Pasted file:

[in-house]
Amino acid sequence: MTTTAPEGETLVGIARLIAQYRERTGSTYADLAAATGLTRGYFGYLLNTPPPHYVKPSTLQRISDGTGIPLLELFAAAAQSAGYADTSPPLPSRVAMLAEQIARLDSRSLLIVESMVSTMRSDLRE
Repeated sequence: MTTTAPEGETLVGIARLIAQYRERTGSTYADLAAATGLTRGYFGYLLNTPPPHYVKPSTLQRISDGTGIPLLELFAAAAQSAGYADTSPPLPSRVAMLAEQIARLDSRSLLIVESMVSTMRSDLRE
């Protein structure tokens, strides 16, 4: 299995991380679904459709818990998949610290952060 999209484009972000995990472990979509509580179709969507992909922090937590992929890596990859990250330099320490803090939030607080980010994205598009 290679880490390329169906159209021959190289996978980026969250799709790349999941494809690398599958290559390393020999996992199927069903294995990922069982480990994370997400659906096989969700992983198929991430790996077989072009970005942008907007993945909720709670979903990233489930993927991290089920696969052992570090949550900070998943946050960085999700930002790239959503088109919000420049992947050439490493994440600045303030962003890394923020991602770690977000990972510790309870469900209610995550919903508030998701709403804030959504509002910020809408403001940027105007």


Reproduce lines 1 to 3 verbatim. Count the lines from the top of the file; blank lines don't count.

[in-house]
Amino acid sequence: MTTTAPEGETLVGIARLIAQYRERTGSTYADLAAATGLTRGYFGYLLNTPPPHYVKPSTLQRISDGTGIPLLELFAAAAQSAGYADTSPPLPSRVAMLAEQIARLDSRSLLIVESMVSTMRSDLRE
Repeated sequence: MTTTAPEGETLVGIARLIAQYRERTGSTYADLAAATGLTRGYFGYLLNTPPPHYVKPSTLQRISDGTGIPLLELFAAAAQSAGYADTSPPLPSRVAMLAEQIARLDSRSLLIVESMVSTMRSDLRE